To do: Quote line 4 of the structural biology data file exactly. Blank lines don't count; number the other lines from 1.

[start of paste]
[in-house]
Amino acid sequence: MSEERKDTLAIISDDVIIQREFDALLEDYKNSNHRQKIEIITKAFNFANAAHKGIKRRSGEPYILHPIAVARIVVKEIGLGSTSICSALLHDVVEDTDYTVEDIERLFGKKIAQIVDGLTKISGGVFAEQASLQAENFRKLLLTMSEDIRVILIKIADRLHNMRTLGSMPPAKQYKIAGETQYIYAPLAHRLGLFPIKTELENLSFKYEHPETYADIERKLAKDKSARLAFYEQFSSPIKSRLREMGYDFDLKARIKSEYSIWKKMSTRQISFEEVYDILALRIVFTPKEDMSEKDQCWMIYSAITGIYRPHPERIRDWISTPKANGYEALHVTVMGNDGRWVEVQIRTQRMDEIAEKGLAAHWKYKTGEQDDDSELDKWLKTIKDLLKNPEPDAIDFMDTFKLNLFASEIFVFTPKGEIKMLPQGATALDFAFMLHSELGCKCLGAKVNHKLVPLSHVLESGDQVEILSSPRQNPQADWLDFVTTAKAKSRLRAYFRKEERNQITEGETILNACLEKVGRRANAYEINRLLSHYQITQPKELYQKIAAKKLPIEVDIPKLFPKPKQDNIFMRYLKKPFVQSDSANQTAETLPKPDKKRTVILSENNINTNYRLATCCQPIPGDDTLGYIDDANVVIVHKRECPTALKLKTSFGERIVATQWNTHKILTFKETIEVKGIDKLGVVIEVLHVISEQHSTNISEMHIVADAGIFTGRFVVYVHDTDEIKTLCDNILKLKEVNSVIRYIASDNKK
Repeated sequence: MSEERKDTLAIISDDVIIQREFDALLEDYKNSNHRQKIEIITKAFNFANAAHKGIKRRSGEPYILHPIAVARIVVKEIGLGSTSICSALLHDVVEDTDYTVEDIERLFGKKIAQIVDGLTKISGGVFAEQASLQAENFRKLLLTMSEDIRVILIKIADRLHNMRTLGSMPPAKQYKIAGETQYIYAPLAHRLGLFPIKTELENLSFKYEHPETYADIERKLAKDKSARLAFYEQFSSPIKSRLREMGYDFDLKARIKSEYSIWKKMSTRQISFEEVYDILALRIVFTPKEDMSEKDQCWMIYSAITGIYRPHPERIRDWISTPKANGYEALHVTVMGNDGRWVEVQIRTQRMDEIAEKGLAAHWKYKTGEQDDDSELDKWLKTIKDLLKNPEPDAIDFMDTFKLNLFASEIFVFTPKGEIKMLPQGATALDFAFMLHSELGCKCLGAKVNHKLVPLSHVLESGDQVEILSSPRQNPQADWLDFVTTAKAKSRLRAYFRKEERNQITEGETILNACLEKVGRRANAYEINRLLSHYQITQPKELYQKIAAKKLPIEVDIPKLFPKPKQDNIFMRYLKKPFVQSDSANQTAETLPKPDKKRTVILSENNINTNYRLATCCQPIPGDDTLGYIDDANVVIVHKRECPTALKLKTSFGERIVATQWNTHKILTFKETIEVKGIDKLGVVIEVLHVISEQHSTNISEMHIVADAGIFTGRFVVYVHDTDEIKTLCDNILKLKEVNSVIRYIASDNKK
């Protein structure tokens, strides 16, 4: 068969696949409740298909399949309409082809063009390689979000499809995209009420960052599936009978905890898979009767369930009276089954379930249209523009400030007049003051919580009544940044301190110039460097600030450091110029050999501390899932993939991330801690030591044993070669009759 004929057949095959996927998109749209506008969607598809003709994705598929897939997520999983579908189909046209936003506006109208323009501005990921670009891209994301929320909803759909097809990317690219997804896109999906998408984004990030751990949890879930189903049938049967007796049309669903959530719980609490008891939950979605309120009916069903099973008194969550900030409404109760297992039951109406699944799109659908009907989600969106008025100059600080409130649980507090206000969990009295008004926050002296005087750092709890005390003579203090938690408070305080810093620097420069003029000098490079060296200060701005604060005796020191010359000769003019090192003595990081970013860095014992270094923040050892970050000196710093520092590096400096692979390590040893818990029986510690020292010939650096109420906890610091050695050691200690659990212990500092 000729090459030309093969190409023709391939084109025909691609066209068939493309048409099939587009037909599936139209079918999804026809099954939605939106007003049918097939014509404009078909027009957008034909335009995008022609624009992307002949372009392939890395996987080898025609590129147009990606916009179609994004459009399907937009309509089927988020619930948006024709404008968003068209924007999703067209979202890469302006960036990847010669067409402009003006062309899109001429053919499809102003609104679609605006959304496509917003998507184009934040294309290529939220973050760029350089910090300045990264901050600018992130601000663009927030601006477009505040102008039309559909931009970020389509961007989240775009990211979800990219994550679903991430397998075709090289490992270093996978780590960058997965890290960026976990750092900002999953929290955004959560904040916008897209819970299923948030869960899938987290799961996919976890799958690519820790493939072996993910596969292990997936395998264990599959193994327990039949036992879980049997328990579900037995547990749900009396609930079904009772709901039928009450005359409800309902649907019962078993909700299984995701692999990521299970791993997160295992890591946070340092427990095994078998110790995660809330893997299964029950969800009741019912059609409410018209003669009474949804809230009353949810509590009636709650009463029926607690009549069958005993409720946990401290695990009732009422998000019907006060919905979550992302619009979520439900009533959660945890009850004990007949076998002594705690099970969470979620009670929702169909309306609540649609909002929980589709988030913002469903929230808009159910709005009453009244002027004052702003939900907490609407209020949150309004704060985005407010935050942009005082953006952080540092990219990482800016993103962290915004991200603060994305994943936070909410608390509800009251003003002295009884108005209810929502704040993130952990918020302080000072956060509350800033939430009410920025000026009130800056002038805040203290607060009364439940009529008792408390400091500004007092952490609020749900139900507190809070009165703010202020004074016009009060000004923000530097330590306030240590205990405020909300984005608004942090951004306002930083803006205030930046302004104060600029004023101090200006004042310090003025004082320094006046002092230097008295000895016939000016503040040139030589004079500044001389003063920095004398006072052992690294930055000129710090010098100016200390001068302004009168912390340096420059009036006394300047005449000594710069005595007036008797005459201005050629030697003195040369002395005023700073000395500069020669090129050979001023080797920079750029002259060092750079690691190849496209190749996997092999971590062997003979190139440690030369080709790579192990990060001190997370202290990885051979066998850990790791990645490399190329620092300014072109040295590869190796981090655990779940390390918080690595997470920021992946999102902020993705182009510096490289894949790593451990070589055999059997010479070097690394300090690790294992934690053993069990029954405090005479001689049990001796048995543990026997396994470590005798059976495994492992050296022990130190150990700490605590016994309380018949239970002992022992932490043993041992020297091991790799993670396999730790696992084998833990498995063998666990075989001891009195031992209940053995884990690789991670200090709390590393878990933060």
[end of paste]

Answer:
């Protein structure tokens, strides 16, 4: 068969696949409740298909399949309409082809063009390689979000499809995209009420960052599936009978905890898979009767369930009276089954379930249209523009400030007049003051919580009544940044301190110039460097600030450091110029050999501390899932993939991330801690030591044993070669009759 004929057949095959996927998109749209506008969607598809003709994705598929897939997520999983579908189909046209936003506006109208323009501005990921670009891209994301929320909803759909097809990317690219997804896109999906998408984004990030751990949890879930189903049938049967007796049309669903959530719980609490008891939950979605309120009916069903099973008194969550900030409404109760297992039951109406699944799109659908009907989600969106008025100059600080409130649980507090206000969990009295008004926050002296005087750092709890005390003579203090938690408070305080810093620097420069003029000098490079060296200060701005604060005796020191010359000769003019090192003595990081970013860095014992270094923040050892970050000196710093520092590096400096692979390590040893818990029986510690020292010939650096109420906890610091050695050691200690659990212990500092 000729090459030309093969190409023709391939084109025909691609066209068939493309048409099939587009037909599936139209079918999804026809099954939605939106007003049918097939014509404009078909027009957008034909335009995008022609624009992307002949372009392939890395996987080898025609590129147009990606916009179609994004459009399907937009309509089927988020619930948006024709404008968003068209924007999703067209979202890469302006960036990847010669067409402009003006062309899109001429053919499809102003609104679609605006959304496509917003998507184009934040294309290529939220973050760029350089910090300045990264901050600018992130601000663009927030601006477009505040102008039309559909931009970020389509961007989240775009990211979800990219994550679903991430397998075709090289490992270093996978780590960058997965890290960026976990750092900002999953929290955004959560904040916008897209819970299923948030869960899938987290799961996919976890799958690519820790493939072996993910596969292990997936395998264990599959193994327990039949036992879980049997328990579900037995547990749900009396609930079904009772709901039928009450005359409800309902649907019962078993909700299984995701692999990521299970791993997160295992890591946070340092427990095994078998110790995660809330893997299964029950969800009741019912059609409410018209003669009474949804809230009353949810509590009636709650009463029926607690009549069958005993409720946990401290695990009732009422998000019907006060919905979550992302619009979520439900009533959660945890009850004990007949076998002594705690099970969470979620009670929702169909309306609540649609909002929980589709988030913002469903929230808009159910709005009453009244002027004052702003939900907490609407209020949150309004704060985005407010935050942009005082953006952080540092990219990482800016993103962290915004991200603060994305994943936070909410608390509800009251003003002295009884108005209810929502704040993130952990918020302080000072956060509350800033939430009410920025000026009130800056002038805040203290607060009364439940009529008792408390400091500004007092952490609020749900139900507190809070009165703010202020004074016009009060000004923000530097330590306030240590205990405020909300984005608004942090951004306002930083803006205030930046302004104060600029004023101090200006004042310090003025004082320094006046002092230097008295000895016939000016503040040139030589004079500044001389003063920095004398006072052992690294930055000129710090010098100016200390001068302004009168912390340096420059009036006394300047005449000594710069005595007036008797005459201005050629030697003195040369002395005023700073000395500069020669090129050979001023080797920079750029002259060092750079690691190849496209190749996997092999971590062997003979190139440690030369080709790579192990990060001190997370202290990885051979066998850990790791990645490399190329620092300014072109040295590869190796981090655990779940390390918080690595997470920021992946999102902020993705182009510096490289894949790593451990070589055999059997010479070097690394300090690790294992934690053993069990029954405090005479001689049990001796048995543990026997396994470590005798059976495994492992050296022990130190150990700490605590016994309380018949239970002992022992932490043993041992020297091991790799993670396999730790696992084998833990498995063998666990075989001891009195031992209940053995884990690789991670200090709390590393878990933060």